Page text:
MAXWELL:  Solving the problem of race-based scholarships

11/6/1994 – Printed in the PERSPECTIVE section of the St Petersburg Times Newspaper


America’s colleges and universities should be so dedicated to the life of the mind that they are beyond the reach of societal problems. Obviously, that sentiment is a pipe dream because our schools of higher learning reflect society’s ills more acutely than most other institutions. And one of our ugliest traits _ racism _ still compromises the moral fabric of many campuses.

This fact of American life is being played out at the University of Maryland, where a federal appeals court has struck down as unconstitutional a scholarship program exclusively for African-Americans. The program, named in honor of the 19th century black scientist and inventor Benjamin Banneker, was established in 1978 to redress the legacy of a policy that barred blacks from the university until 1954.

Each year, between 200 and 300 academically superior black students compete for 30 four-year scholarships that cover tuition, room and board, books and fees. Although the race-based Banneker scholarships account for only 1 percent of the comprehensive financial aid in the university’s budget and although the ruling is binding only in the court’s jurisdiction, the case has become the new cause celebre of affirmative action. Trouble began for the program in 1989, when a Hispanic student was denied a Banneker. He sued. A lower court sided with the university, contending that the tax-funded scholarships were necessary to promote diversity, to compensate for past discrimination and to improve the university’s reputation among blacks.

A panel of Republican-appointed judges, however, ordered the university to reconsider the student’s application without regard to race. The court argues that the university has not proved that these single-race scholarships remediate “present effects of past discrimination” or eliminate society’s broader racism. The university is expected to appeal.

Hardly anyone claims that such scholarships hurt many whites. Most arguments are driven by a weariness of minority set-asides in general and by an incurable resentment of tax-funded affirmative action programs for blacks in particular. Most blacks, believing that skin color is still the defining force of their lives, see this new round of conservative complaining as recycled racism. For them, government-sponsored, race-based scholarships are a moral imperative.

Conservative whites, however, ask a basic question that blacks, in all good conscience, must address some day soon: Why should the government give scholarships to upper-middle-class, academically gifted blacks, while working-class white students _ who had nothing to do with slavery or Jim Crow _ must work and borrow to attend school? For me, this is a legitimate question. But unlike white opponents of affirmative action, I’m not so naive as to believe that racism and its residual effects have disappeared or can be ignored. In many ways, racism is more insidious now than it was 40 years ago. Ironically, though, a lot of today’s racial strife is directly attributable to affirmative action. Instead of solving problems, either practically or morally, affirmative action has prolonged an ethnic war in which whites and blacks have generally lined up on opposite sides of the issue.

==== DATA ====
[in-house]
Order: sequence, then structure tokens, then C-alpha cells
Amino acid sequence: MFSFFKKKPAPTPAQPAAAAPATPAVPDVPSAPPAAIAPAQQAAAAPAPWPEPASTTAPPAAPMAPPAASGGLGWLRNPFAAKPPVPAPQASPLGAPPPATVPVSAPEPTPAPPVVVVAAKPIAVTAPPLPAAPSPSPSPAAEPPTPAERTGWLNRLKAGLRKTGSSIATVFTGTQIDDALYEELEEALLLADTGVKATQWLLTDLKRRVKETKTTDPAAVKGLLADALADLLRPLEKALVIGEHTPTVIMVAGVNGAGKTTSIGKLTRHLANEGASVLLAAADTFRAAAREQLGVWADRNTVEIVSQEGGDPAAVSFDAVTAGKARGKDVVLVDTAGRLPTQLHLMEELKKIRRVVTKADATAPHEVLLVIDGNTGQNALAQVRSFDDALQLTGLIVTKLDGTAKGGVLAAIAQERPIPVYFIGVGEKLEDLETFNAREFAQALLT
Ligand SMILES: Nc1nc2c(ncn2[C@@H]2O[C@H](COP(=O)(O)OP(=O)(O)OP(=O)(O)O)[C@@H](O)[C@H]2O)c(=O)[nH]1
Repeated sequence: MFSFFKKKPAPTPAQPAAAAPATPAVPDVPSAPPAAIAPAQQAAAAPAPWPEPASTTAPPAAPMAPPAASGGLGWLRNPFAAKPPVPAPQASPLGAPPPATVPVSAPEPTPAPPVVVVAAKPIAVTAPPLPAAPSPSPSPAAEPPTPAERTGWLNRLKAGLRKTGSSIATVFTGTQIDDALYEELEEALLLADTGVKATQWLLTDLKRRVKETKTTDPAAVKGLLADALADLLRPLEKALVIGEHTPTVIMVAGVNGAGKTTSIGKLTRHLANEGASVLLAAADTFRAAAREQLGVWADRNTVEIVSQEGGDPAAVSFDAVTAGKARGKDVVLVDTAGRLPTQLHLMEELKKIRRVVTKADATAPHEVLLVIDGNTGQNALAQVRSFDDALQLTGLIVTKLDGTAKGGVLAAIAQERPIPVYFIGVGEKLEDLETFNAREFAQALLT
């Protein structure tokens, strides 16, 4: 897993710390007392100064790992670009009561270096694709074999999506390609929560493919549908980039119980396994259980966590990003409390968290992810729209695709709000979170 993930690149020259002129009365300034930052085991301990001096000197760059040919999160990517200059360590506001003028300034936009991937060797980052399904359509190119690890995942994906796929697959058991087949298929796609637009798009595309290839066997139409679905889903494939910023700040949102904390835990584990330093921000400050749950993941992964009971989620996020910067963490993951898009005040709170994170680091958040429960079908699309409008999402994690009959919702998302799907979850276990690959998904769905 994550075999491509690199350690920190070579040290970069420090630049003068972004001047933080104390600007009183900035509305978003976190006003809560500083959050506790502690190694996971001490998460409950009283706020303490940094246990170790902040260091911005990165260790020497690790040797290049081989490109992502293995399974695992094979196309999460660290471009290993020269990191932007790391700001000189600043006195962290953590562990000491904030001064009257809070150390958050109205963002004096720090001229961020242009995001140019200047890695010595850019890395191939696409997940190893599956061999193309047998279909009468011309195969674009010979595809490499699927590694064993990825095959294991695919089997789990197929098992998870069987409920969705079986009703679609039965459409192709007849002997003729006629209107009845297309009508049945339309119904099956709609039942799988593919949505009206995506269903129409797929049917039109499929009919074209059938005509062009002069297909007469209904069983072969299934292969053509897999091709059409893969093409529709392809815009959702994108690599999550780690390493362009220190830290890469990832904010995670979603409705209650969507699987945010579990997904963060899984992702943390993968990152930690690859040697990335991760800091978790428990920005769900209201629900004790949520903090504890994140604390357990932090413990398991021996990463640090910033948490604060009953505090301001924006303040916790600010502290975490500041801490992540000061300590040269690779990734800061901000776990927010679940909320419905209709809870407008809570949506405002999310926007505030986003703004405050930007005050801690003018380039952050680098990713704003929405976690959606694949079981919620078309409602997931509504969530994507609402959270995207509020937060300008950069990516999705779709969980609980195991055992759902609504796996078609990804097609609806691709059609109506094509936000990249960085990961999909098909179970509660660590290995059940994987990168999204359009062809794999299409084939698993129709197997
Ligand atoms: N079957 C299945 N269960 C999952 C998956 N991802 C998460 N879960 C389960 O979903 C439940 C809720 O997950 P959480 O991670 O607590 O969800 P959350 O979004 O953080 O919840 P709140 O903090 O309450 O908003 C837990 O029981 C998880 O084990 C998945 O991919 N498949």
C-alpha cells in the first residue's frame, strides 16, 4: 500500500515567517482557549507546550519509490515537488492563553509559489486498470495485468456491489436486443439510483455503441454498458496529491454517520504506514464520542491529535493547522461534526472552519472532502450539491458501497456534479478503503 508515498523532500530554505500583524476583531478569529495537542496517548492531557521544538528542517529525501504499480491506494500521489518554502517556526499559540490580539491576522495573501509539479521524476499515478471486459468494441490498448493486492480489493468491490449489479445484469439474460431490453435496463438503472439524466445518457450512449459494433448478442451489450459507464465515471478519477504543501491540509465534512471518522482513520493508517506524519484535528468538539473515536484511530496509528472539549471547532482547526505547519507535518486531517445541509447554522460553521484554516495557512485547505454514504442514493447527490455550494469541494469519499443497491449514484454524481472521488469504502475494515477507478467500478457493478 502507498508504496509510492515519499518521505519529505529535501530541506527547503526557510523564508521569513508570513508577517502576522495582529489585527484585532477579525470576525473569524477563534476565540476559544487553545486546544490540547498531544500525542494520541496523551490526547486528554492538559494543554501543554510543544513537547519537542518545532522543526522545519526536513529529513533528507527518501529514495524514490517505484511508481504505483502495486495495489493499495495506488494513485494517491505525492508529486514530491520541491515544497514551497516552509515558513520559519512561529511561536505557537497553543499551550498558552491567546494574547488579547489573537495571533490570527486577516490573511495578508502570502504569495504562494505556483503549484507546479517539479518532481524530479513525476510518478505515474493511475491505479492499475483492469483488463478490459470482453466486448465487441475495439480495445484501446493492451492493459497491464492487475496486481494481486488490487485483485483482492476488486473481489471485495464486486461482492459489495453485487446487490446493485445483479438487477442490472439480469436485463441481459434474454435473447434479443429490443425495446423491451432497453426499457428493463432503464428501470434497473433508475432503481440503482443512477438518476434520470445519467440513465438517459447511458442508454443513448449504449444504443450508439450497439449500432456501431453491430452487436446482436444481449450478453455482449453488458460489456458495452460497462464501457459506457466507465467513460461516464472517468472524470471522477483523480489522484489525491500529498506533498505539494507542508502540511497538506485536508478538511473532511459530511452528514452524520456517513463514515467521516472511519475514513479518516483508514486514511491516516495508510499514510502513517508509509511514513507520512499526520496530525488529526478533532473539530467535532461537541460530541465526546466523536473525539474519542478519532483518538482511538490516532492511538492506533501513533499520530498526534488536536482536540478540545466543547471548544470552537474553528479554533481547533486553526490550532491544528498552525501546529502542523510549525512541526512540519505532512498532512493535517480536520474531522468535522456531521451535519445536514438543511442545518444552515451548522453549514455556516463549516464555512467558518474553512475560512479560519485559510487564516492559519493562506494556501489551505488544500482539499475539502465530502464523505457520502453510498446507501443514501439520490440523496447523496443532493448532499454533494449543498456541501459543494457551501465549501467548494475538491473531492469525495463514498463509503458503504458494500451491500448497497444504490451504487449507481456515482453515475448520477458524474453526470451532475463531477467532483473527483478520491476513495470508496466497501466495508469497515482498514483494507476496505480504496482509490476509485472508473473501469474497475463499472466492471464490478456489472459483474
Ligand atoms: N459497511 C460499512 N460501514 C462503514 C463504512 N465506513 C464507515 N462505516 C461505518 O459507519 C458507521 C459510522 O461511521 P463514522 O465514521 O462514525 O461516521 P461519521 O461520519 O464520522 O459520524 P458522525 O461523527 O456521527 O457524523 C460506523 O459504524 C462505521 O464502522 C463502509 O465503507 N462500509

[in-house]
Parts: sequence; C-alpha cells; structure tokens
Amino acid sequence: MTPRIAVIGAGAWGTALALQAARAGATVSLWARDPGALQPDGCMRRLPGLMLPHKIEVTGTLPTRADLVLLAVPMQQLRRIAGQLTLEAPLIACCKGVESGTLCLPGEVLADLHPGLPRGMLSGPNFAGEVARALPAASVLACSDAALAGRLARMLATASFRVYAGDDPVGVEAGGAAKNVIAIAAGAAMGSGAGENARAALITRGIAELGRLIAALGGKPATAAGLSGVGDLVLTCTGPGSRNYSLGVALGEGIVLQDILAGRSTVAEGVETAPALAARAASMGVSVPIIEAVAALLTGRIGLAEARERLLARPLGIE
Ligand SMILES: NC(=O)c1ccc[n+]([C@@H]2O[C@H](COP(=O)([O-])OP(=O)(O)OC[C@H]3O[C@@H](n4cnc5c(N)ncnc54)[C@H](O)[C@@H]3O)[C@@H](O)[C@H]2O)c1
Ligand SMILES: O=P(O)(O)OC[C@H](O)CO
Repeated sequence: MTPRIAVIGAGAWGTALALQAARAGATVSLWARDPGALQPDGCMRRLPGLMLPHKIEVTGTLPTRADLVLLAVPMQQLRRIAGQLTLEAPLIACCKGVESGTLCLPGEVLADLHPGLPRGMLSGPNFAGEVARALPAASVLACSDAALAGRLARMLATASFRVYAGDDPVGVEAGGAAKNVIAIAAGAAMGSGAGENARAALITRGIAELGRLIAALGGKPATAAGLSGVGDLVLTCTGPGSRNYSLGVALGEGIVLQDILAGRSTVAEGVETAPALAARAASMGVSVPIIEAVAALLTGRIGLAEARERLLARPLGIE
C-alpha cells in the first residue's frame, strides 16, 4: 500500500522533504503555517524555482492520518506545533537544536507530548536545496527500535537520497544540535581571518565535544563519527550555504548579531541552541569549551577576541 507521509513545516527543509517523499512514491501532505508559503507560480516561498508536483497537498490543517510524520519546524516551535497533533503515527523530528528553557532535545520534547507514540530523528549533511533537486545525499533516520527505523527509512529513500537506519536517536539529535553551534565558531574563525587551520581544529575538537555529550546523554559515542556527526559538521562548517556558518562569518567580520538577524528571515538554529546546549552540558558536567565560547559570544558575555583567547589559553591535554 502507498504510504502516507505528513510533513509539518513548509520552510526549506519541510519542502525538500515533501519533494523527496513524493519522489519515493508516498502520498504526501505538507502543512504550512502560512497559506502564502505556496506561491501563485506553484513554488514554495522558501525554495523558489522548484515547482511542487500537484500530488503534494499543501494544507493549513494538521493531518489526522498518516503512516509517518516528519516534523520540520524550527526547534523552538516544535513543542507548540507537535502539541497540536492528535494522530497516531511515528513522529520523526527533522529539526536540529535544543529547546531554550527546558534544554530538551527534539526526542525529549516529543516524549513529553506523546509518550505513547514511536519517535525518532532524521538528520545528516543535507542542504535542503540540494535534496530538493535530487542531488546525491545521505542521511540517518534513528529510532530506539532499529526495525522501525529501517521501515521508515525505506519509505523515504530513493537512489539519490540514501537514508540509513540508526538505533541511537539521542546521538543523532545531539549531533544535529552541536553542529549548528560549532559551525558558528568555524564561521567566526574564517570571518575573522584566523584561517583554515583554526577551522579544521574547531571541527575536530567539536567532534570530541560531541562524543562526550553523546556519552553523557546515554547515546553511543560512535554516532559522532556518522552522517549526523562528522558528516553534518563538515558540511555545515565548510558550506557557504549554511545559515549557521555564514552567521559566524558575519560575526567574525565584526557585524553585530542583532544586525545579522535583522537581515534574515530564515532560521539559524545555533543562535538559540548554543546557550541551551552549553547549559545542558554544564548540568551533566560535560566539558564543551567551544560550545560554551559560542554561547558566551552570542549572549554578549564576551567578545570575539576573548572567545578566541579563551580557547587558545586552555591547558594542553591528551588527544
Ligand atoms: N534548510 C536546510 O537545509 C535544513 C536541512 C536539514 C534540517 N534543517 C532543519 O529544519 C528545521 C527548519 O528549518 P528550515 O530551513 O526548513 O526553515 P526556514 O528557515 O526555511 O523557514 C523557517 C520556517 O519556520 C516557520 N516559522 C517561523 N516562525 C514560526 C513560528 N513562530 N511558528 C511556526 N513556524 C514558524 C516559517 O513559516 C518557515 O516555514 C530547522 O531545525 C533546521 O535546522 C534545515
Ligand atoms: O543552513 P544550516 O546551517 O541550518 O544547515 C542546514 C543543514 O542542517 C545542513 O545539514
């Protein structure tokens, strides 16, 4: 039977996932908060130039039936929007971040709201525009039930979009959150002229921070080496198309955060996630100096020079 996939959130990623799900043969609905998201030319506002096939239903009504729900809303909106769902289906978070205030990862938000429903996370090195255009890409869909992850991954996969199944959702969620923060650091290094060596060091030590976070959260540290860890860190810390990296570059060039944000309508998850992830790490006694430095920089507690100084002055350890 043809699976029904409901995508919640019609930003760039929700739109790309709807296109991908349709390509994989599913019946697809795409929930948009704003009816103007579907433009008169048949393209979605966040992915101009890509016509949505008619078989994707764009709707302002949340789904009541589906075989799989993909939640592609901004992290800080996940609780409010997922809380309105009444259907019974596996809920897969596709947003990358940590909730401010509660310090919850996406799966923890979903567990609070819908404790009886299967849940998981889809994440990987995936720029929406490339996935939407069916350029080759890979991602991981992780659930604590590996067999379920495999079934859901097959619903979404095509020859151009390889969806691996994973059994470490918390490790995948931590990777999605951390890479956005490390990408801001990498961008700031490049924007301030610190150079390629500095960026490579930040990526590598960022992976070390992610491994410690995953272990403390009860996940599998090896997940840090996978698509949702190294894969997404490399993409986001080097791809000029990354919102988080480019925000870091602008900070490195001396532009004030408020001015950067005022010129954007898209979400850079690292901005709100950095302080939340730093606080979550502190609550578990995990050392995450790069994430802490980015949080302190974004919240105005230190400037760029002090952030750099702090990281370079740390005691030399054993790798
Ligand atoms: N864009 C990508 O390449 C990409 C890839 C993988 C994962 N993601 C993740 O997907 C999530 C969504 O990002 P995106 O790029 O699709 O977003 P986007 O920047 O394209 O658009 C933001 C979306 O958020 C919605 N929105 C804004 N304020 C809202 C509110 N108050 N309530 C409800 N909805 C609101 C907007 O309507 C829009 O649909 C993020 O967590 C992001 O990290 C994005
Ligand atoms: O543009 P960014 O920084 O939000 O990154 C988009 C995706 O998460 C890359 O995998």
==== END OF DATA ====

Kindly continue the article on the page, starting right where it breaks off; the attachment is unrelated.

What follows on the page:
How, then, can universities make up for past segregation without being unfair to guiltless white students? By taking government out of the dubious business of using tax dollars to finance race-based scholarships. We should use private funds for such minority-only scholastic awards.

Although this approach sounds harsh at first blush, it is workingquite well for the University of Florida’s College of Journalism and Communications. Several years ago, Ralph Lowenstein, then-dean of the college, initiated a drive to raise money specifically for minorities. Today the college has $2.1-million in endowed minority scholarships. Private media foundations, such as those of Gannett News Service, the Fort Lauderdale Sun-Sentinel, Knight-Ridder, Scripps-Howard News Service and the St. Petersburg Times, donated the money. The program produced immediate results. In 1985, for example, the journalism school had a 4 percent minority enrollment. Now minority enrollment is 17 percent, 7.5 percent of which is black. Each year 35 to 40 black students receive the privately endowed scholarships.

An unforeseen benefit of the minority drive was that donors contributed an equal amount, $2.1-million, to the general scholarship fund. In other words, whites benefited as much as blacks. The beauty of this approach is that affirmative action is occurring without government largess, without widespread rancor.

Lowenstein, always the pragmatist, said that the media firms do not donate for purely altruistic reasons. They do so because bringing minorities into the industry is simply good business. But the larger lesson to be learned from the University of Florida’s experience is this: When officials have an alternative to using tax money for a minority scholarship fund, they should take advantage of it.

Such a move is good for everyone involved: Affirmative action goals are fulfilled; whites are treated fairly; blacks do not feel the stigma of being on the federal dole. And, above all else, universities, free of endless, compliance-related paperwork, needless controversy and expensive litigation, can dedicate themselves to their mission of cultivating minds and turning out citizens eager to advance real democratic ideals.

Bill Maxwell is an editorial writer and columnist for the Times.

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